A spokeswoman for Joint Region Marianas, which is responsible for environmental compliance for military bases on Guam and the surrounding islands, declined to comment on the pending lawsuit, but wrote: “The Department of Defense works with our Government of Guam partners to ensure we adhere to all required environmental regulations.”
“At the end of the day, the Air Force is not above the law,” said David Henkin, an Earthjustice attorney representing Flores’ group. “They’re supposed to be protecting us from threats, not creating threats.”
Open burning and open detonation operations consist of destroying waste munitions by pouring diesel on top of them and lighting them on fire or by blowing them up — crude disposal methods that release contamination directly into the environment.
In 1978, the Environmental Protection Agency, or EPA, proposed banning the open burning of all hazardous wastes, including explosives. The Department of Defense and some companies objected, arguing that there was no safe alternative for dealing with certain types of materials. When the EPA finalized the regulation in 1980, the agency made an exception for explosive hazardous wastes that could not be “safely be disposed of through other modes of treatment” — an exception that was only supposed to be a stopgap until safer technology could be developed.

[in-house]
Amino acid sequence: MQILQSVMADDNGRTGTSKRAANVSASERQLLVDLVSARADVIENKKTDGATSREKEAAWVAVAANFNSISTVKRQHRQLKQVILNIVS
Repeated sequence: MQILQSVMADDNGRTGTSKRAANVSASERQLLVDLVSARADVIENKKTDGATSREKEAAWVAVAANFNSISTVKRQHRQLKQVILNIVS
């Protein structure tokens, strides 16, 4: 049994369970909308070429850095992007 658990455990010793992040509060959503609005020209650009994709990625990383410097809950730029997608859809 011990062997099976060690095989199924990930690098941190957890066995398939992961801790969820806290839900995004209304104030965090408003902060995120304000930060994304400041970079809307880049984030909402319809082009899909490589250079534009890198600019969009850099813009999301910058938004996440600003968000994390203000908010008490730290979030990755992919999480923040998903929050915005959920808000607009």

Much has changed in the past 40 years. A recent report commissioned by the Department of Defense found that there are now viable alternatives for treating “almost all” conventional munitions. Some can be disassembled and the explosive material can be burned or detonated inside furnaces or kilns, some can be treated within special detonation chambers, and some can be chemically neutralized.